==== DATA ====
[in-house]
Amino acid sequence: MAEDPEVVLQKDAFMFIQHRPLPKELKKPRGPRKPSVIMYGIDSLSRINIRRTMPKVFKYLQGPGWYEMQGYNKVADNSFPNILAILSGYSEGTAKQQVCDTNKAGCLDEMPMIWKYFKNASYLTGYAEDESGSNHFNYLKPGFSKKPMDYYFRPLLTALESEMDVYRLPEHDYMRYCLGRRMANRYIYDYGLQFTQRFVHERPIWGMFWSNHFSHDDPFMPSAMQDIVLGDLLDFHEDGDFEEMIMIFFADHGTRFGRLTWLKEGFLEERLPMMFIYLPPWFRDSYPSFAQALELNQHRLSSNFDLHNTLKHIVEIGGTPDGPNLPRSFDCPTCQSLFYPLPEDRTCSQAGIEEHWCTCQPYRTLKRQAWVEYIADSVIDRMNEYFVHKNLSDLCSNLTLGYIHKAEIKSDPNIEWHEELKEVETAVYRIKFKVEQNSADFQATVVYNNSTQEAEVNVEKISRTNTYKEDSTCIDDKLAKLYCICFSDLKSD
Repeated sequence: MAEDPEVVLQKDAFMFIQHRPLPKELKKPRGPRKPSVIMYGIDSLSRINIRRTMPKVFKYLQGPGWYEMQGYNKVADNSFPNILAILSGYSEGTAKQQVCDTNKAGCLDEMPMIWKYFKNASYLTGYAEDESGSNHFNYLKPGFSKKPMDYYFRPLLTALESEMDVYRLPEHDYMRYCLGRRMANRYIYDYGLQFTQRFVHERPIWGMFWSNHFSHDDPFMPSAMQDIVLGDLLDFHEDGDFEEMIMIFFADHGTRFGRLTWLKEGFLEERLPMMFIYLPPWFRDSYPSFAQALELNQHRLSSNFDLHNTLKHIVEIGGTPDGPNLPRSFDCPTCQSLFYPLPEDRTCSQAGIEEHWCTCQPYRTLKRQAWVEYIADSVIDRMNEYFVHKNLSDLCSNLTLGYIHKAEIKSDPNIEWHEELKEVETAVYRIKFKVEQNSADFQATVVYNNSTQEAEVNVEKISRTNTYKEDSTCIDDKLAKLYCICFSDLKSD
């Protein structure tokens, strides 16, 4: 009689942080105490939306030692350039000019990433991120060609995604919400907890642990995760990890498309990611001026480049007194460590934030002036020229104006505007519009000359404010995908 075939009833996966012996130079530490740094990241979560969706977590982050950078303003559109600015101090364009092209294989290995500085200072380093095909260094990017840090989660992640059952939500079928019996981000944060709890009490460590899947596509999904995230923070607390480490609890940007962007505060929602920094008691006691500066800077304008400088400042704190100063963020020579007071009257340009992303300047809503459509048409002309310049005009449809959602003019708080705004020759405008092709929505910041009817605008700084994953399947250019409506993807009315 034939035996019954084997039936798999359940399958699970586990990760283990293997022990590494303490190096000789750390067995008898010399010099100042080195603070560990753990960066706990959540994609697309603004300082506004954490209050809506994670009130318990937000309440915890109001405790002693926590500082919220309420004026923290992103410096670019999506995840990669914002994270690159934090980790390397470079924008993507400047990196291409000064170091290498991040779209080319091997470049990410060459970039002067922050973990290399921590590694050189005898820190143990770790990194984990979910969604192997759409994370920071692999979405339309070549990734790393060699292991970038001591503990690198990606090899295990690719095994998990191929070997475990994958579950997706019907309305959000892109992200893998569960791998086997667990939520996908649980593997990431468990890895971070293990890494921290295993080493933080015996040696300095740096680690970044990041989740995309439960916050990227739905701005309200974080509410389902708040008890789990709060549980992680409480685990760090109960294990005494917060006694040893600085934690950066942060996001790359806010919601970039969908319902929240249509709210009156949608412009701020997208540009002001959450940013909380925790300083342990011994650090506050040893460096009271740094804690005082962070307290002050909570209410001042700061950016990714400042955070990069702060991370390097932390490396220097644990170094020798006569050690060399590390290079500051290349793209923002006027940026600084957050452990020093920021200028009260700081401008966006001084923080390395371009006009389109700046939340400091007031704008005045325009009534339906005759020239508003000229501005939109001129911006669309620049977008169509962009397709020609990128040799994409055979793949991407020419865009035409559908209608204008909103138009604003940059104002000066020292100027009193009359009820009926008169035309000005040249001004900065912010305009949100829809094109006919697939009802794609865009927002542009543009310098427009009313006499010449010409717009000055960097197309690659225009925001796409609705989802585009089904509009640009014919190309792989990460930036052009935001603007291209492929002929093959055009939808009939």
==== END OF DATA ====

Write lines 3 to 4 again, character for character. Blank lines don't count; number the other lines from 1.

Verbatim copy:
Repeated sequence: MAEDPEVVLQKDAFMFIQHRPLPKELKKPRGPRKPSVIMYGIDSLSRINIRRTMPKVFKYLQGPGWYEMQGYNKVADNSFPNILAILSGYSEGTAKQQVCDTNKAGCLDEMPMIWKYFKNASYLTGYAEDESGSNHFNYLKPGFSKKPMDYYFRPLLTALESEMDVYRLPEHDYMRYCLGRRMANRYIYDYGLQFTQRFVHERPIWGMFWSNHFSHDDPFMPSAMQDIVLGDLLDFHEDGDFEEMIMIFFADHGTRFGRLTWLKEGFLEERLPMMFIYLPPWFRDSYPSFAQALELNQHRLSSNFDLHNTLKHIVEIGGTPDGPNLPRSFDCPTCQSLFYPLPEDRTCSQAGIEEHWCTCQPYRTLKRQAWVEYIADSVIDRMNEYFVHKNLSDLCSNLTLGYIHKAEIKSDPNIEWHEELKEVETAVYRIKFKVEQNSADFQATVVYNNSTQEAEVNVEKISRTNTYKEDSTCIDDKLAKLYCICFSDLKSD
């Protein structure tokens, strides 16, 4: 009689942080105490939306030692350039000019990433991120060609995604919400907890642990995760990890498309990611001026480049007194460590934030002036020229104006505007519009000359404010995908 075939009833996966012996130079530490740094990241979560969706977590982050950078303003559109600015101090364009092209294989290995500085200072380093095909260094990017840090989660992640059952939500079928019996981000944060709890009490460590899947596509999904995230923070607390480490609890940007962007505060929602920094008691006691500066800077304008400088400042704190100063963020020579007071009257340009992303300047809503459509048409002309310049005009449809959602003019708080705004020759405008092709929505910041009817605008700084994953399947250019409506993807009315 034939035996019954084997039936798999359940399958699970586990990760283990293997022990590494303490190096000789750390067995008898010399010099100042080195603070560990753990960066706990959540994609697309603004300082506004954490209050809506994670009130318990937000309440915890109001405790002693926590500082919220309420004026923290992103410096670019999506995840990669914002994270690159934090980790390397470079924008993507400047990196291409000064170091290498991040779209080319091997470049990410060459970039002067922050973990290399921590590694050189005898820190143990770790990194984990979910969604192997759409994370920071692999979405339309070549990734790393060699292991970038001591503990690198990606090899295990690719095994998990191929070997475990994958579950997706019907309305959000892109992200893998569960791998086997667990939520996908649980593997990431468990890895971070293990890494921290295993080493933080015996040696300095740096680690970044990041989740995309439960916050990227739905701005309200974080509410389902708040008890789990709060549980992680409480685990760090109960294990005494917060006694040893600085934690950066942060996001790359806010919601970039969908319902929240249509709210009156949608412009701020997208540009002001959450940013909380925790300083342990011994650090506050040893460096009271740094804690005082962070307290002050909570209410001042700061950016990714400042955070990069702060991370390097932390490396220097644990170094020798006569050690060399590390290079500051290349793209923002006027940026600084957050452990020093920021200028009260700081401008966006001084923080390395371009006009389109700046939340400091007031704008005045325009009534339906005759020239508003000229501005939109001129911006669309620049977008169509962009397709020609990128040799994409055979793949991407020419865009035409559908209608204008909103138009604003940059104002000066020292100027009193009359009820009926008169035309000005040249001004900065912010305009949100829809094109006919697939009802794609865009927002542009543009310098427009009313006499010449010409717009000055960097197309690659225009925001796409609705989802585009089904509009640009014919190309792989990460930036052009935001603007291209492929002929093959055009939808009939």